Then the final and maybe the key ingredient to it all, is that you have to take into account that your engineers are broadly skilled. If you can just do Java programming, then that won't cut it anymore. Some of the customers that I have been working with, they say, "We do the 20%-time thing, where we just give you a day a week to start experimenting with services that our cloud provider of choice has to offer." It's not a day to build games or something or to play games, it's still work, and you start to experiment and start to explore the world that your cloud provider has to offer. You start to explore the tools and the frameworks which are out there so that you can leverage these services and these skills.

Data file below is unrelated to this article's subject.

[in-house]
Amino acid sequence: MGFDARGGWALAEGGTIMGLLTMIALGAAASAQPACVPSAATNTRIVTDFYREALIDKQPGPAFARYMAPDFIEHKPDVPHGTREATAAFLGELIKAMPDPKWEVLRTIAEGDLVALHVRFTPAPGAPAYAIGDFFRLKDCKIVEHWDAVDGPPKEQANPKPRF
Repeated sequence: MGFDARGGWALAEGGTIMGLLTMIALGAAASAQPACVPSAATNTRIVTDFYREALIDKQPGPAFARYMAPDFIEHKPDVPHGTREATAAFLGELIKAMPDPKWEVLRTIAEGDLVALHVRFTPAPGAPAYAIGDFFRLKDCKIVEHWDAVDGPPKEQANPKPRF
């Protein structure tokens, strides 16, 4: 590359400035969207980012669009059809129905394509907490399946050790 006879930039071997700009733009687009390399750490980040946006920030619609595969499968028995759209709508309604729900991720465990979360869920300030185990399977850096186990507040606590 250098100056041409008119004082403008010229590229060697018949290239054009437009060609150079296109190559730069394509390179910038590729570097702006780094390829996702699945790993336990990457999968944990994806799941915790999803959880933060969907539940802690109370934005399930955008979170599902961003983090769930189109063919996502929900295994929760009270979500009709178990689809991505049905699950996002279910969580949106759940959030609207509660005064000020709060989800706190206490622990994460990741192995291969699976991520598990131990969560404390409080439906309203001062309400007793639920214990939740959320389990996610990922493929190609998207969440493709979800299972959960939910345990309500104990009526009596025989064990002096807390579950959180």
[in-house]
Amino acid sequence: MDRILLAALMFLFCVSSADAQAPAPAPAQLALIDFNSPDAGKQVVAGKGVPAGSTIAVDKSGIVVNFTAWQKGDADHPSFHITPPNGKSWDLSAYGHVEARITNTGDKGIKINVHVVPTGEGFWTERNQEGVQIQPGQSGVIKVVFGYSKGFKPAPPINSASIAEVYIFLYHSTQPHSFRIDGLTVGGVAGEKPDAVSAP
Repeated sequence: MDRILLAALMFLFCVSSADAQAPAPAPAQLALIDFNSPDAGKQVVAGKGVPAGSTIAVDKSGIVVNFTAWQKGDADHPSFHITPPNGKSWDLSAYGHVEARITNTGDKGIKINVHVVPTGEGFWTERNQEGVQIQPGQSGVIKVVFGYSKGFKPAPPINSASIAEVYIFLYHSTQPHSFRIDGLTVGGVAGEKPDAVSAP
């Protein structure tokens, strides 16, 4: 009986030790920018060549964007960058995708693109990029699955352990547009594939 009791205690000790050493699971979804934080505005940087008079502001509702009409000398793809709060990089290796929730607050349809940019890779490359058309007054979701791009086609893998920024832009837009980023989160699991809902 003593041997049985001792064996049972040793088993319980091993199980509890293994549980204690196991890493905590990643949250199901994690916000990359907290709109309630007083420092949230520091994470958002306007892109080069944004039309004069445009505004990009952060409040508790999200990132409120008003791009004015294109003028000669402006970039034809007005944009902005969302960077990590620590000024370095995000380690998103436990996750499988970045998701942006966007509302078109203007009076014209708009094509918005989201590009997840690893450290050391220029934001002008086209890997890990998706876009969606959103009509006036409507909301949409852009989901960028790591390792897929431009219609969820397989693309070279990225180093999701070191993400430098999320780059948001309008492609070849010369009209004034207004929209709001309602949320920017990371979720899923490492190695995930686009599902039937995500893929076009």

Sometimes they also do a certification because for some reason, we like to get certified. Or maybe we don't like to get certified but our employers like us to get certified. Then you get some time for that as well. Having this time to experiment, this time to learn, also to learn from each other, that is a really important aspect in making this transition.


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Recorded at:

Sep 16, 2019